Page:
Moreover, did you know that two FORMER PRESIDENTS of the APA (Robert Perloff & Nicholas Cummings) have accused it of being a biased organization that is swayed by lobbying? Pretty serious stuff.

Dr. Khoury seems to know about the political correctness running through the veins of the APA and other “objective” organizations. You, on the other hand, came across as naive. (Sorry, but it’s true)

Btw, I am not attacking homosexuality. I am instead hoping you would see the flaws in your arguments.

Executive Board Member of LebMASH, Omar Fattal has written an official response to the above concern:

Dear concerned Lebanese,

Thank you for your interest in our page and for your feedback.

In our reply to Dr. Khoury, we mention the American Psychiatric Association and not the American Psychological Association. Dr. Perloff and Dr. Cummings are both former presidents of the American Psychological Association and not the American Psychiatric Association.

The American Psychiatric Association (APA) is the official association that updates the DSM (Diagnostic and Statistical Manual of Mental Disorders) and they do so periodically. For example, in May of 2013, the APA came out with the DSM-V (five) which is the most recent version of the DSM.

The process of revising the DSM is an extremely complicated process. Just to give you an idea, the DSM-V Task Force and Work Groups were made up of more than 160 world-renowned clinicians and researchers who reviewed scientific literature and sought input from many advisors as the basis for proposing new draft criteria. Eventually, all proposed changes and revisions had to be approved by the board of trustees. Similarly, in 1974, the American Psychiatric Association went through a very complicated process to revise the DSM at that time.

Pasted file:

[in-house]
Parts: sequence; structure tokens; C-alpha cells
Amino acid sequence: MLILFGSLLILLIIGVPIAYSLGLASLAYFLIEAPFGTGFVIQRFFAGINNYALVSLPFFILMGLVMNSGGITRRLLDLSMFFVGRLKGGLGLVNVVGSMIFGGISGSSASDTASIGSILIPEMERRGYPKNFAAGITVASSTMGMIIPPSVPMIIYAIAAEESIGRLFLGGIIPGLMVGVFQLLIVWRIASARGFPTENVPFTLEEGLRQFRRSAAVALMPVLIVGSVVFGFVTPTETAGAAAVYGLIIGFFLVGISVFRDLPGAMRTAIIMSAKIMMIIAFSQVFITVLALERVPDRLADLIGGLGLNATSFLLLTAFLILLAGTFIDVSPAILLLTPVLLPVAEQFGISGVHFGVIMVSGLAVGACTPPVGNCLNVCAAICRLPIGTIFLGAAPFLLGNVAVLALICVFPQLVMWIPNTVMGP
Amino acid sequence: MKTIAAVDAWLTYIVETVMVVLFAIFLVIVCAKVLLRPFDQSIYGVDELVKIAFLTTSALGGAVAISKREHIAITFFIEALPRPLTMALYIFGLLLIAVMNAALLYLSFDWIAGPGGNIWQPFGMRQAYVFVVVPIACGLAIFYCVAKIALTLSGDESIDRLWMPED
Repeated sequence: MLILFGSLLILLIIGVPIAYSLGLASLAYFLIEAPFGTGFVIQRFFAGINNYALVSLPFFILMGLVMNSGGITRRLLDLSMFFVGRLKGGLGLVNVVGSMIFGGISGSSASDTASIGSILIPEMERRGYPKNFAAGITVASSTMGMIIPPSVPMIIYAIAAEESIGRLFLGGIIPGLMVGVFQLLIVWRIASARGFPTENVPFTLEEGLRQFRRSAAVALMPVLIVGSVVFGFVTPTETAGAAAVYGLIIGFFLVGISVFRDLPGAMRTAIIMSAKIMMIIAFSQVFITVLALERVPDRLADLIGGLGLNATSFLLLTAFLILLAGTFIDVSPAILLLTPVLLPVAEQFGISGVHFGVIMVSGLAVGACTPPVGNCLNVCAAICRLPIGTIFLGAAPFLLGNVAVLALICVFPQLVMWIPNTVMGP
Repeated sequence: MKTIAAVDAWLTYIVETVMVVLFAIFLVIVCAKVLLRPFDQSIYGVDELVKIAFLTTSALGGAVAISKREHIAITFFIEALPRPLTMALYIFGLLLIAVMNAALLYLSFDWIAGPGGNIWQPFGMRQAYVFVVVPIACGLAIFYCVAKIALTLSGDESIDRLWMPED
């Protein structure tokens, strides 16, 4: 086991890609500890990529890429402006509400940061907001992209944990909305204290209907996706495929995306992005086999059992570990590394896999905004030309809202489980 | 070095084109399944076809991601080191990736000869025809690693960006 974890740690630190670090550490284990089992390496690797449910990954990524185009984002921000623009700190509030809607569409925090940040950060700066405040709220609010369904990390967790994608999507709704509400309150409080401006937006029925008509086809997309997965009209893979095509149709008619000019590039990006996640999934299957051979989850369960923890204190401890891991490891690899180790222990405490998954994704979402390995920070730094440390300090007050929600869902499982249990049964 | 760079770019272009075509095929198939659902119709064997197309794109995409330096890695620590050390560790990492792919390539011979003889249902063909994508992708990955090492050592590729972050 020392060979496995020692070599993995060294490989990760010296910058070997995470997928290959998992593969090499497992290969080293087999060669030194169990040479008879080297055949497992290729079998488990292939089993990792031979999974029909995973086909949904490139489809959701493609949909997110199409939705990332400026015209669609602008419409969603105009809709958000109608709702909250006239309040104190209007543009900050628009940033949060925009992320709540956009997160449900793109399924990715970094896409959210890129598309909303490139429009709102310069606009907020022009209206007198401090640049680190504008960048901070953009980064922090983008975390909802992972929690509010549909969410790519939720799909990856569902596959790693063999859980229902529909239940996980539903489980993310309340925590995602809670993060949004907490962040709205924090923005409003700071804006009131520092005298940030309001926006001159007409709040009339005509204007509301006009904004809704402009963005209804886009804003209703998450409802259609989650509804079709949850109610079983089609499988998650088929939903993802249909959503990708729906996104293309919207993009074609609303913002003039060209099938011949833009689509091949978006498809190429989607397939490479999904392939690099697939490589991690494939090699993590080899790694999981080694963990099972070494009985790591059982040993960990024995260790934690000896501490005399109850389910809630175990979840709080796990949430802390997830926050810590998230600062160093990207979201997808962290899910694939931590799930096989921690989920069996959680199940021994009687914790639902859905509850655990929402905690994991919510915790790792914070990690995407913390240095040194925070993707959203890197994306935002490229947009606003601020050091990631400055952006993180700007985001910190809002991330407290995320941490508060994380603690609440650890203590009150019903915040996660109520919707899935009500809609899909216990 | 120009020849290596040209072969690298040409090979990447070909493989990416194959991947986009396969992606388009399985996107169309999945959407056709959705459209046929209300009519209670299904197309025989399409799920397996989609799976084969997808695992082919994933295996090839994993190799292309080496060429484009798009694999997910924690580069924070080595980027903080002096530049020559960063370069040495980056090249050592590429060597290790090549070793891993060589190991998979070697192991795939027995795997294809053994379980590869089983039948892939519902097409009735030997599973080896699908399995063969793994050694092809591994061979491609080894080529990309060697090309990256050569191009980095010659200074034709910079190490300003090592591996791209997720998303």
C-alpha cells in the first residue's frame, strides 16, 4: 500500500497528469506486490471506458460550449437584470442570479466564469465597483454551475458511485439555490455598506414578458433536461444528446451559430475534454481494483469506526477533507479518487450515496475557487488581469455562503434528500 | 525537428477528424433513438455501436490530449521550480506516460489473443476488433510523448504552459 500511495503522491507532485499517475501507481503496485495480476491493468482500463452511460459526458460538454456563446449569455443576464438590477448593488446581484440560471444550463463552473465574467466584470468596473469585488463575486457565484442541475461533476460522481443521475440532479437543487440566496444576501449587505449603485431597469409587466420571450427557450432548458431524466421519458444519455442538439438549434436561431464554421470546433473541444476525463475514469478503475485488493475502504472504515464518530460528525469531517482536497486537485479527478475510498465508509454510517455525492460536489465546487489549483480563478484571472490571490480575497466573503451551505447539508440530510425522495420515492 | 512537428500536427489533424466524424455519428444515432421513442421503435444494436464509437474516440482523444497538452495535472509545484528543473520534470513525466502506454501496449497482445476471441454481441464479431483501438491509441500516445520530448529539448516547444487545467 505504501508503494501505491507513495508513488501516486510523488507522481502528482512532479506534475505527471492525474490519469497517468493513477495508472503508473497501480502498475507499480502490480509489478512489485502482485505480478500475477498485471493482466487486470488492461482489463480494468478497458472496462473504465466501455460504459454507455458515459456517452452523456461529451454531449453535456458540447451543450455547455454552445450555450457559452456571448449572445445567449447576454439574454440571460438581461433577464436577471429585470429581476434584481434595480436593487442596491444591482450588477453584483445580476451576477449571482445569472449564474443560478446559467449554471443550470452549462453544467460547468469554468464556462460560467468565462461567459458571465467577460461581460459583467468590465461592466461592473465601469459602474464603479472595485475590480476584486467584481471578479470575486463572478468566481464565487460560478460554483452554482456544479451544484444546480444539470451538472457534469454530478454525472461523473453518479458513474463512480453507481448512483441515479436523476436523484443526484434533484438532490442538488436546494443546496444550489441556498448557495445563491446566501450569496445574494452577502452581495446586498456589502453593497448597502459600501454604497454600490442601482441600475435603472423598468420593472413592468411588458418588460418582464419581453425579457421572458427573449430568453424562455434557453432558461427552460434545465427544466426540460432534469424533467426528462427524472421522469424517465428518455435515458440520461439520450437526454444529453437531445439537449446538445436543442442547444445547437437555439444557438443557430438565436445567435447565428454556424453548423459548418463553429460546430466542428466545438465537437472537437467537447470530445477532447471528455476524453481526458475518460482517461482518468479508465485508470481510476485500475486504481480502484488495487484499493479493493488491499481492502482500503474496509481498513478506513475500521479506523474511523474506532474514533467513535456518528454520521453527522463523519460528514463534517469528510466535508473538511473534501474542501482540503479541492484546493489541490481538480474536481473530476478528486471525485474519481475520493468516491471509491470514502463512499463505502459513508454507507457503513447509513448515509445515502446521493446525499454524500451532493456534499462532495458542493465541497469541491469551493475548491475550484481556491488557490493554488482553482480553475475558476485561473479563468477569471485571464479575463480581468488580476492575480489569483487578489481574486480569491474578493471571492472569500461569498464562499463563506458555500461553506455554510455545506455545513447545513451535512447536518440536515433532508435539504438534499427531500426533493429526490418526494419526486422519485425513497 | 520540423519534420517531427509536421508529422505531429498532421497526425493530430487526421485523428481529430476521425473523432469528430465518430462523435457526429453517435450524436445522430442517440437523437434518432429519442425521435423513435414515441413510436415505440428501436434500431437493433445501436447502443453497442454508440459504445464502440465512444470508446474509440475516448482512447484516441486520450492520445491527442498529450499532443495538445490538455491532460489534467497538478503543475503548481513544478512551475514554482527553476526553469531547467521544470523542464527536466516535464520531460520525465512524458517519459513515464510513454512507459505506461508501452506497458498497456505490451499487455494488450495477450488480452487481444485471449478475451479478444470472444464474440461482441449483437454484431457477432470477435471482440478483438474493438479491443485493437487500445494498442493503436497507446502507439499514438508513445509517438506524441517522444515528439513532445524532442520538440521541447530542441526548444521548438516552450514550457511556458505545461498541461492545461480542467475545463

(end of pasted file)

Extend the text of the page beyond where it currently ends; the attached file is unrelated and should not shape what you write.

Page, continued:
The APA has several interest groups within its membership that does influence its policies and the organization does respond to external lobbying as well. However, the APA or any other professional organization for that matter is subjected to pressures from interest groups representing all points of views given a specific topic such as homosexuality. In the same way that there were groups in the years preceding 1974 asking the APA to remove homosexuality from the list of mental illnesses, there were other groups asking the APA to keep homosexuality on the list of mental illnesses.  Also, just because a decision was made partially due to pressure from certain groups does not mean that the decision itself is not a valid one.  The APA made its decision to remove homosexuality from the list of mental illnesses in the context of strong evidence that was supportive of the fact that homosexuality was common and that homosexuals did not have psychological issues due to homosexuality itself.

This evidence came from research done by Kinsey in the late 1940s and early 1950s showing for the first time that homosexuality was much more common than previously thought.

In 1951, Clellan Ford and Frank Beach’s showed that homosexuality was common across cultures and existed in almost all nonhuman species. Their work supported the notion that homosexuality was both natural and widespread.

There was also strong and ground-breaking research done by Evelyn Hooker in the mid 1950s. Her study, which other researchers subsequently repeated, showed that there was no detectable difference between homosexual and heterosexual men in terms of mental adjustment.